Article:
Annals Series Examines Complementary and Alternative Medicine
Experts Classify Hundreds of Alternative Therapies, Including Chicken Soup
PHILADELPHIA -- (August 7, 2001) Digitalis, nitroglycerin and graham crackers were once considered alternative medicine. Bleeding, mercury and antimony were once used as medical therapies by elite, educated physicians but are not part of the modern physician's arsenal. Alternative medicine has a long, well-established history in the United States. But then and now, alternative medicine has fluid boundaries and often changing definitions of what is considered conventional or alternative.
"The alternative medicine 'boom' is not new," says Ted J. Kaptchuk, OMD, one of the guest editors of a new series in Annals of Internal Medicine. "What's new is that orthodox medicine has abandoned its crusade against alternative medicine and is trying to accommodate widespread patient belief and acceptance of these practices."
The new Annals series on complementary and alternative medicine (CAM) begins in its August 7 issue with articles exploring the rich history of medical pluralism in the United States and classifying the hundreds of current CAM therapies into a new taxonomy.
"Our patients are using and seeking professional advice about a wide spectrum of healing practices," says David M. Eisenberg, MD, the other guest editor of the series. "The series summarizes the state of science involving complementary and alternative medicine and helps put this field into a useful context for practicing clinicians."
Drs. Eisenberg and Kaptchuk have developed a new classification system to organize the porous, flexible field of complementary and alternative medicine. They suggest eight categories:
- professional systems, such as chiropractic, acupuncture and homeopathy
- popular health reform, such as taking vitamins, food supplements or eating special diets
- New-Age healing, such as crystals, magnets, spirits, mediums, Reiki, and qigong
- mind-body cures, such as biofeedback, hypnosis and guided imagery
- "non-normative scientific enterprises," such as chelation therapy, iridology and hair analysis
- ethno-medicine, such as Haitian vodun, Puerto-Rican spiritism and Hmong practices
- religious healing, such as Christian Science and charismatic renewal
- folk medicine, such copper bracelets and chicken soup.
The Annals series will examine CAM modalities such as herbs, acupuncture, chiropractic and homeopathy; the social context of CAM (credentialing practitioners, malpractice issues); therapies in defined clinical areas, such as cancer; the effectiveness of CAM therapies, and other topics such as placebos, pharmacology of herbal products and the rules of scientific evidence.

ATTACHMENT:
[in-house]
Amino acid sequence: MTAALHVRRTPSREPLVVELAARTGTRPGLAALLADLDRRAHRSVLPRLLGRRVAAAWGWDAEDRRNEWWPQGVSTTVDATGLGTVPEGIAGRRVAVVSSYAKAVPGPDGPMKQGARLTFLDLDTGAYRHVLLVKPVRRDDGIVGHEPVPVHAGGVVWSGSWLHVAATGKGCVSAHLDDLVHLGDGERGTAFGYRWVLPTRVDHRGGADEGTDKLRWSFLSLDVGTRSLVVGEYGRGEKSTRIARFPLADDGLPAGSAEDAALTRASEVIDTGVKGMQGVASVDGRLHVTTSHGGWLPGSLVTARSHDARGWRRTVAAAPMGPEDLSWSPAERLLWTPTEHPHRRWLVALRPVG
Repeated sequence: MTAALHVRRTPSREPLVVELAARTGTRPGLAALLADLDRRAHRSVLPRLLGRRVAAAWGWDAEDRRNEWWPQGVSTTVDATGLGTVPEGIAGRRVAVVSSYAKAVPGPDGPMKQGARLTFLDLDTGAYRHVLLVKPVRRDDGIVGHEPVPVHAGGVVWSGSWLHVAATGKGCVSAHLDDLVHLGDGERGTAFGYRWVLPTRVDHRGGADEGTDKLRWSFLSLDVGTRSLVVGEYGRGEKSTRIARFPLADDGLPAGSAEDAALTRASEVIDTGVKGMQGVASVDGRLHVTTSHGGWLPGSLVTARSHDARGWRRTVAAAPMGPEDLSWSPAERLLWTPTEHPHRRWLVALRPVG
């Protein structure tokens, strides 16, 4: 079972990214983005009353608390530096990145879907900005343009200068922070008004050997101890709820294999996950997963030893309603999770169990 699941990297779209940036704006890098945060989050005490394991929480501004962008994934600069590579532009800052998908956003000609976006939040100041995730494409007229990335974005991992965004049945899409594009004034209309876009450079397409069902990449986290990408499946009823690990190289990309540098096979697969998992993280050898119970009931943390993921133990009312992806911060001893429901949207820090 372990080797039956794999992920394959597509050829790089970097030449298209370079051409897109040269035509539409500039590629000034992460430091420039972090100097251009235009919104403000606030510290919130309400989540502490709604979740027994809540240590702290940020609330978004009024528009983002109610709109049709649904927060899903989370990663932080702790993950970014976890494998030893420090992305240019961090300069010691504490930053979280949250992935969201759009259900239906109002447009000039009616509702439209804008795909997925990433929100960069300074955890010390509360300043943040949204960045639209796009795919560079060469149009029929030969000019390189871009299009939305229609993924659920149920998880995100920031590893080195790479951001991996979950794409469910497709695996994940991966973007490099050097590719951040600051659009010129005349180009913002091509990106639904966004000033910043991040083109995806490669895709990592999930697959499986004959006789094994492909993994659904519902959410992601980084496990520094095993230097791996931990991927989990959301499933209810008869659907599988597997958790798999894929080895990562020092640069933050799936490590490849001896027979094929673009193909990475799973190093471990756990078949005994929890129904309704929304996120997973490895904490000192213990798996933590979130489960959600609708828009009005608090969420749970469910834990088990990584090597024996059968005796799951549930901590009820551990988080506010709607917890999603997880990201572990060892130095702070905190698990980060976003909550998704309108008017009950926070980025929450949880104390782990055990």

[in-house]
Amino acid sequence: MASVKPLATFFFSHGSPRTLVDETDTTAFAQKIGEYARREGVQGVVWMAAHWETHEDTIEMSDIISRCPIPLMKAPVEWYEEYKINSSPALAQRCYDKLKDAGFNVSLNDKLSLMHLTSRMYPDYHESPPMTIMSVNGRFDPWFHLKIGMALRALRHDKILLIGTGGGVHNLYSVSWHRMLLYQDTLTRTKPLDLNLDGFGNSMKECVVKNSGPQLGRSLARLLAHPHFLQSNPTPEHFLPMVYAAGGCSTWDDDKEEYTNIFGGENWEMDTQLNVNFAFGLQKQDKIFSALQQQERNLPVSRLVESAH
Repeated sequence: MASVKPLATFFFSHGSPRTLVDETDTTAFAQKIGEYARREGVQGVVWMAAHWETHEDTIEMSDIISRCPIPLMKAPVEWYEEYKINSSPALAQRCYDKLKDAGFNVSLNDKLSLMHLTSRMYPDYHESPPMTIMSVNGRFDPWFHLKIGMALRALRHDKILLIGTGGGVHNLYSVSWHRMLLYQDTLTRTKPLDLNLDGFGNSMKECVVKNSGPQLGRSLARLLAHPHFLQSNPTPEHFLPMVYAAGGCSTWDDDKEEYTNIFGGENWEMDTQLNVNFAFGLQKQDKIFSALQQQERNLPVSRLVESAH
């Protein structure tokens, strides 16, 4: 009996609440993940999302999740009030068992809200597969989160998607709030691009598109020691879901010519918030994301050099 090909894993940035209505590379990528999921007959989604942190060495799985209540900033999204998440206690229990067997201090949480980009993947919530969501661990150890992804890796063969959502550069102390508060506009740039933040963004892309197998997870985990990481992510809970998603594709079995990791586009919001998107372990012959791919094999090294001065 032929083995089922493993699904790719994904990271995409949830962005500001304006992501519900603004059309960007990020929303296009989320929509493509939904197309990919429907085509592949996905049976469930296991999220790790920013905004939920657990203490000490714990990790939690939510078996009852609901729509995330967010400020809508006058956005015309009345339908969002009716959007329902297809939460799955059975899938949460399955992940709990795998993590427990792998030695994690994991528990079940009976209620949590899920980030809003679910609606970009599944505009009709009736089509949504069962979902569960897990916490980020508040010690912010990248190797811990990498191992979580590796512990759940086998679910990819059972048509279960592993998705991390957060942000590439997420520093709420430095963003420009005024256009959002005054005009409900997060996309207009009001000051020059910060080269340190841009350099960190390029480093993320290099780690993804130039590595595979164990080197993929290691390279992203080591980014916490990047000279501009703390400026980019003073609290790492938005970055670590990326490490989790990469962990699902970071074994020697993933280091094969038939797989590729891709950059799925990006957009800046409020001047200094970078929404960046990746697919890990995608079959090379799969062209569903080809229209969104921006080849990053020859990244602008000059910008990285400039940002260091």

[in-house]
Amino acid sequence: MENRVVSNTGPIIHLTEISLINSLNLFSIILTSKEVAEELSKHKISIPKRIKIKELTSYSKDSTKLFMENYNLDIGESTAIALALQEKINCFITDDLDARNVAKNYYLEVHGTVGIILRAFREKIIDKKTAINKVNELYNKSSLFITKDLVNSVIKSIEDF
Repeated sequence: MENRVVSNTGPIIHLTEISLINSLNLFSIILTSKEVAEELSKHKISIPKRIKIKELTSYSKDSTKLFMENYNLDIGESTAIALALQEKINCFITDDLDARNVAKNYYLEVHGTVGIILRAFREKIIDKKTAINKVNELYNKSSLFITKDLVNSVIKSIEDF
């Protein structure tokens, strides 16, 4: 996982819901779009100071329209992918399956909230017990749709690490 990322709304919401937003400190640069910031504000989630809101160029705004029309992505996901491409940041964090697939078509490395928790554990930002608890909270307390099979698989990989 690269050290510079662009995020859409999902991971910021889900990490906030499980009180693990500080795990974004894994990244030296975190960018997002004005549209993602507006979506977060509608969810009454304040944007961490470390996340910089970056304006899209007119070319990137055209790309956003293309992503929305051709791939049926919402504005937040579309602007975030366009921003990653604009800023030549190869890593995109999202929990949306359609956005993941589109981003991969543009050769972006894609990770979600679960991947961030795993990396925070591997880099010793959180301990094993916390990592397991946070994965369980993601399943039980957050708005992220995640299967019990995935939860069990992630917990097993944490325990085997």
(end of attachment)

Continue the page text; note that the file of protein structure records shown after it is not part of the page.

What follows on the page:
Note to Editors:
David M. Eisenberg, MD, is Director for the Center for Alternative Medicine Research and Education at the Beth Israel Deaconess Medical Center and Director for the Division for Research and Education in Complementary and Integrative Medical Therapies and Associate Professor of Medicine at Harvard Medical School. He can be reached at 617-632-7748.
Ted J. Kaptchuk, OMD (Doctor of Oriental Medicine), is the Associate Director of the Center for Alternative Medicine Research and Education at the Beth Israel Deaconess Medical Center and is a member of the Division for Research and Education in Complementary and Integrative Medical Therapies and Assistant Professor of Medicine at Harvard Medical School. He can be reached at 617-632-7770.
Annals editors Christine Laine, MD, MPH, and Harold Sox, MD, can be reached through Susan Anderson at the ACP-ASIM Communications Dept., 1-800-523-1546, ext. 2653 or 1-215-351-2653.
Embargoed copies of articles, "Varieties of Healing. 1: Medical Pluralism in the United States" and "Varieties of Healing. 2: A Taxonomy of Unconventional Healing Practices" and an editorial can be obtained by calling the ACP-ASIM Communications Department 1-800-523-1546, ext. 2656.
ACP-ASIM is a nonprofit organization whose mission is to enhance the quality and effectiveness of health care by fostering excellence and professionalism in the practice of medicine. ACP-ASIM publishes Annals of Internal Medicine, one of the top three peer-reviewed medical journals in the United States and the leading journal for physicians practicing internal medicine and its subspecialties.